Wednesday, September 10, 2008

ABC 20-20: Privileged in America: They're Not Like Us


Well, Donald Trump would always tell his proto-Apprentices, “Life’s not fair, is it.” Tonight, ABC 20/20 aired “They’re Not Like Us: Privilege in America” with John Stossel and Elizabeth Vargas. In Washington, it had to be watched on Cable News Channel 8, as station WJLA was airing the 3-hour “Cinderella Man.”

The program started with a discussion of race in America. After showing a spot from a motivational speech bu Chris Rock (who came to a high school where I subbed in 2005 in order to give an anti-drug speech) Stossel spoke to Tim Wise (“White Like Me: Reflections on Race from a Privileged Son”) and, with an opposing view, Shelby Steele (“White Guilt: How Whites and Blacks Together Destroyed the Promise of the Civil Rights Era”). They went over the practical problems that African Americans are used to encountering: people with “black-sounding names” or voices are less likely to get calls for jobs or even be offered apartments. One mixed-race young man had passed as white his whole life.

They also went over diplomatic immunity, which is often abused. In one case, a diplomat from a middle Eastern country essentially held domestic workers (without papers) as household slaves in Manhattan.

But the main part of the show dealt with “lookism”, which gets mixed up with “celebrity,” which, in Hollywood, seems to come with an expiration date. The most disturbing example seem to be the screening of people to get into discos. Older or less “desirable”-looking people don’t get in.

I haven’t seen this done in any of the gay clubs in cities that I am most familiar with (Washington, Baltimore, Minneapolis-St. Paul, Dallas). I would think it would get a strong reaction from the community and the gay press if done. Legally, I would wonder if a disco is a "public accommodation" and whether normal civil rights laws would trump over their own property rights; I can understand their freedom to admit who they want, but if carried too far, it can encourage some very destructive social trends (compare to the issue of race and country clubs). I would appreciate a comment from anyone who has experienced seeing discos turn people away!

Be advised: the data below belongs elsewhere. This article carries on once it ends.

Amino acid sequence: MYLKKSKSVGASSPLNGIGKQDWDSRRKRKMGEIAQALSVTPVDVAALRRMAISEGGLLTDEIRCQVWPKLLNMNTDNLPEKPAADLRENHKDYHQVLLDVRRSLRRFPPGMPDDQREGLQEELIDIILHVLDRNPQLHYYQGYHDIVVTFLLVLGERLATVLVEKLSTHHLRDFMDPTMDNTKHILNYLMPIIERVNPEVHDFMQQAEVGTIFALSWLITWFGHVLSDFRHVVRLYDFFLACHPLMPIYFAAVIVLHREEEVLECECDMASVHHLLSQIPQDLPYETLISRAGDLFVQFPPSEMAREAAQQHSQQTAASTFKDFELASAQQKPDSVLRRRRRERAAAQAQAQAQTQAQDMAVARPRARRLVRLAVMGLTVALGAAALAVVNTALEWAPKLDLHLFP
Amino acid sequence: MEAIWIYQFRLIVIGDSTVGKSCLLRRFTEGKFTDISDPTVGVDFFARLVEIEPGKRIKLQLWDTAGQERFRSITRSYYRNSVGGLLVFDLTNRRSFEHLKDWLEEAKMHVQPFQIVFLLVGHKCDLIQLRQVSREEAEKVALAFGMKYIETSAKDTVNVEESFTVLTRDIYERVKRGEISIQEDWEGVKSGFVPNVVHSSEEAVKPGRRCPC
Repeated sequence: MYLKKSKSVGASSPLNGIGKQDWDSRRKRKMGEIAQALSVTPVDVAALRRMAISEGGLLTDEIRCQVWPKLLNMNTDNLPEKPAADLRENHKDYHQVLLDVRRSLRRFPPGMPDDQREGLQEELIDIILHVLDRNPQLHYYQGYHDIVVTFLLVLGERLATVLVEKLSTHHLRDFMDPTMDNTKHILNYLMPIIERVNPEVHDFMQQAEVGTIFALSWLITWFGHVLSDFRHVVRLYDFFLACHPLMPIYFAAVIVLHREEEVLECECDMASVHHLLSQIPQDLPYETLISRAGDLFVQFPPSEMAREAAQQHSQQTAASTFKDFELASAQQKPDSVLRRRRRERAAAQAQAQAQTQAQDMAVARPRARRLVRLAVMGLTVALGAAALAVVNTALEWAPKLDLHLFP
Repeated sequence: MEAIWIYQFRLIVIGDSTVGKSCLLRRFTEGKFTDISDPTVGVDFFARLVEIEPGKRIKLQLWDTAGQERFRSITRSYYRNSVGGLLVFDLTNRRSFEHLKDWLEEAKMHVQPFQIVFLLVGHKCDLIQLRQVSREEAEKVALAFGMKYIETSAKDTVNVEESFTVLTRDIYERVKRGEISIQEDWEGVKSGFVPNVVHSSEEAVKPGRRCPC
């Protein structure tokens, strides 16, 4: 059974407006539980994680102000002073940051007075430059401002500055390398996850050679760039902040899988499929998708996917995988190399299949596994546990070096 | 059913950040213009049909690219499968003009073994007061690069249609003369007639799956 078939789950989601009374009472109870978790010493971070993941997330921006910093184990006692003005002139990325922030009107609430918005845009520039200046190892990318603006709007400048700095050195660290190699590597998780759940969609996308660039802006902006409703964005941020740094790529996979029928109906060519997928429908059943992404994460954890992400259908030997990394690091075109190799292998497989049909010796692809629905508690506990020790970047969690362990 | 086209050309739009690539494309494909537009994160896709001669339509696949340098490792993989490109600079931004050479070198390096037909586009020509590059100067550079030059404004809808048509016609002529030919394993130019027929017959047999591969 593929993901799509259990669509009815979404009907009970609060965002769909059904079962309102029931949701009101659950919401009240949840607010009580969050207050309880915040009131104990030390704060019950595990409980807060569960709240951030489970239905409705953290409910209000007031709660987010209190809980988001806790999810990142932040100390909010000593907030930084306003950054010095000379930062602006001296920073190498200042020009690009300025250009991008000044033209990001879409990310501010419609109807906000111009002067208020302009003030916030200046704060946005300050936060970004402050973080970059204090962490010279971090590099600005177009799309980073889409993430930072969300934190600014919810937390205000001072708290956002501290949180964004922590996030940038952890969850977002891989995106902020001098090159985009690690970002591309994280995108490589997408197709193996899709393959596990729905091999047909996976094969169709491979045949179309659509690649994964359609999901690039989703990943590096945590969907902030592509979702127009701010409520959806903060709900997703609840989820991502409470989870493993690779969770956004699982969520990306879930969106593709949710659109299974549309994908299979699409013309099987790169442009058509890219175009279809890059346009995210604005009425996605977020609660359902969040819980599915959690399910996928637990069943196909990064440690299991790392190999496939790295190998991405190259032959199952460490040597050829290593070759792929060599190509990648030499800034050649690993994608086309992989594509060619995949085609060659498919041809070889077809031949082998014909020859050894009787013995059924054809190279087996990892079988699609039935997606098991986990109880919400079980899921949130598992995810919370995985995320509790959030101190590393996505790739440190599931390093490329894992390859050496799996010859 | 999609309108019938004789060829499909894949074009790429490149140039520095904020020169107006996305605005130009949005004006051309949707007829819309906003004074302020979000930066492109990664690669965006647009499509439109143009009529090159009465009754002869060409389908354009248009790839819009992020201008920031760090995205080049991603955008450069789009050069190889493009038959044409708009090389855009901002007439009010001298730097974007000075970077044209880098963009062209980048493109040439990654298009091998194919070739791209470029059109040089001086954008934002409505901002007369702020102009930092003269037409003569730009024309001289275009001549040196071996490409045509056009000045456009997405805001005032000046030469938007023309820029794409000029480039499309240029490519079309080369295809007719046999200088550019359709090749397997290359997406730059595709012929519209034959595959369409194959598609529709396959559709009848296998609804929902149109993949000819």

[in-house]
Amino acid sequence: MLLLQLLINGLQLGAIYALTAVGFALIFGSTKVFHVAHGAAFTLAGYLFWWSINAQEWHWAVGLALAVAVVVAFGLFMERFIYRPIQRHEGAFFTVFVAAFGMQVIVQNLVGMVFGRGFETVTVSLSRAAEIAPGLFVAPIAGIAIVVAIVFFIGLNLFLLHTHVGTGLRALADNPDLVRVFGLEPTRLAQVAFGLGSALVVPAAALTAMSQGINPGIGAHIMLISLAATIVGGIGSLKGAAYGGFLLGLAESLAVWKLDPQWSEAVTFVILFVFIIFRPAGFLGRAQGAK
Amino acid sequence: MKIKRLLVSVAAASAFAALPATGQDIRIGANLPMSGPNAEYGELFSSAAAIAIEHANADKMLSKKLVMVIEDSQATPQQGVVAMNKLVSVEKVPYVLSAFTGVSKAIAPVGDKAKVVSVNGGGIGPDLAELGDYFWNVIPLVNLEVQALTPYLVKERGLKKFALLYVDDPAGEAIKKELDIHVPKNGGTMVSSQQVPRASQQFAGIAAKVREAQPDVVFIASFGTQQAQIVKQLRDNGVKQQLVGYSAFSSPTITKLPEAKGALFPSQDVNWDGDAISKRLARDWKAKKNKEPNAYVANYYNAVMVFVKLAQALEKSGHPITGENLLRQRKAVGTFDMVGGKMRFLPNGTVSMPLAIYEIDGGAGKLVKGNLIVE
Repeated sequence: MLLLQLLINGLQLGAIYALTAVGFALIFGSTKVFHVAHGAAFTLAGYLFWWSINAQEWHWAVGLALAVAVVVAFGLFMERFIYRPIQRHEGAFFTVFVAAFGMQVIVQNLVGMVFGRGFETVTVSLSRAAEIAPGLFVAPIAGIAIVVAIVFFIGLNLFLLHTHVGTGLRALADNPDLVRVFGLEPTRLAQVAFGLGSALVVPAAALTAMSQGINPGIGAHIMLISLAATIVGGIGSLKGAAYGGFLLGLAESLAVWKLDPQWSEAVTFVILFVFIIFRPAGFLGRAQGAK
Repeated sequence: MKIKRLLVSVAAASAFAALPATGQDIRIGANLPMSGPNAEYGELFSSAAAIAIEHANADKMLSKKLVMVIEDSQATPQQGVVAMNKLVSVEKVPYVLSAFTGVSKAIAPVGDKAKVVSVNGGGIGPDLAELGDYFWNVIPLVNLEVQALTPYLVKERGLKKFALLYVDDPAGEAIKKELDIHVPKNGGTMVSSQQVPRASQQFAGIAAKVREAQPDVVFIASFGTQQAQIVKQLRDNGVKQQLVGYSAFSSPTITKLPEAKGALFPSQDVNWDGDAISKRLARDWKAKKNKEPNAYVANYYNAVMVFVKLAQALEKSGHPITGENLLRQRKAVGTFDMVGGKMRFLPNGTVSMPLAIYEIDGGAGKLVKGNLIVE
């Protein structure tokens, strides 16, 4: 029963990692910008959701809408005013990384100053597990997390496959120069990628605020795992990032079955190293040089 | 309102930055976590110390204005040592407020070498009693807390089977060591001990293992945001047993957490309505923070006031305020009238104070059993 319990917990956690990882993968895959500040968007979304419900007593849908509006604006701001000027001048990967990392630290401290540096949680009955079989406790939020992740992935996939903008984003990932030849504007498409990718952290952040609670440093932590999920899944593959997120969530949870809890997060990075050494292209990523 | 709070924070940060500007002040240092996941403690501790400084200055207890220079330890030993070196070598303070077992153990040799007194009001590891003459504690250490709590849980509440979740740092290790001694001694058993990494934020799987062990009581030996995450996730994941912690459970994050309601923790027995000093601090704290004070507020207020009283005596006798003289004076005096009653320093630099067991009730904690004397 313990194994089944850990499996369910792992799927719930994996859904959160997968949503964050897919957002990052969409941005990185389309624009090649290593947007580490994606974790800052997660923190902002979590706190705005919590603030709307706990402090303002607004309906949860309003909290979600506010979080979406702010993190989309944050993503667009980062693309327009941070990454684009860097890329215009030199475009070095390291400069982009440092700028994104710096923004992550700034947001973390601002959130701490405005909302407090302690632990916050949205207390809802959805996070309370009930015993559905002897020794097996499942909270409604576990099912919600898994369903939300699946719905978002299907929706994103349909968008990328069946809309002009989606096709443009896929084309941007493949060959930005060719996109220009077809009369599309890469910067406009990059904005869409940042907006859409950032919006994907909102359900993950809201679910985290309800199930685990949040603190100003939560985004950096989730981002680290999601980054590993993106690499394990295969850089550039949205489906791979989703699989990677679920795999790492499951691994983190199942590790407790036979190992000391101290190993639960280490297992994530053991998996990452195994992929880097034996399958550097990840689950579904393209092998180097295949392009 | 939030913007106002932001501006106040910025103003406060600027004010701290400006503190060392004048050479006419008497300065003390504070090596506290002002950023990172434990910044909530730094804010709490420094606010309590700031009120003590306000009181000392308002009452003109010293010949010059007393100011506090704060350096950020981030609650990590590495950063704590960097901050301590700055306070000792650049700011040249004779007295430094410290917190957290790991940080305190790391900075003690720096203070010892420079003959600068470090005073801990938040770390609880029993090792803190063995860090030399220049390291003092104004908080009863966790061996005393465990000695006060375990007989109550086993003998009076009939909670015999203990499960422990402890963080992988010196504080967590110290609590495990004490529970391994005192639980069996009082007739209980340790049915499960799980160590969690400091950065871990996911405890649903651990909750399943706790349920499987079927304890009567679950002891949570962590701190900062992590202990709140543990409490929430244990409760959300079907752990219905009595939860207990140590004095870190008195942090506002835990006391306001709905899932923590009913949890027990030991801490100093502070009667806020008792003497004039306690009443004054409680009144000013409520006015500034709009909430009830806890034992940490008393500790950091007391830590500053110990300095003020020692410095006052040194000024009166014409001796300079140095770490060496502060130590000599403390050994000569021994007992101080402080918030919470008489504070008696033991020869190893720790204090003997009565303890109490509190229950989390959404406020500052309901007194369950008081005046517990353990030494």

This issue had been covered in a 2-hour special in Nov. 2006 (see Nov 3 on this blog) when it was called "Privileged in America: Who's Shutting You Out." There are details from the earlier show there.

ABC 20/20 today has a report by John Stossel and Frank Mastropolo, "Bigger Bling for the Beautiful: Just How Far Can Beauty Take You?," link here, dated Sept 9, 2008. There is a related story by John Stossel and Gina Binkley, "Is Your Skin Color an Advantage? Scholars Debate Whether Society Overlooks Minorities" date Sept. 10, 2008.

Update: Sept. 12


Dr. Phil today had a related show, on "The N-Word Debate", with Sheryl Underwood, Hill Harper and Michael Graham. Rev. Al Sharpton appeared by remote and said that the First Amendment has been over-extended, allowing people to call each other any names they like. The link is here.

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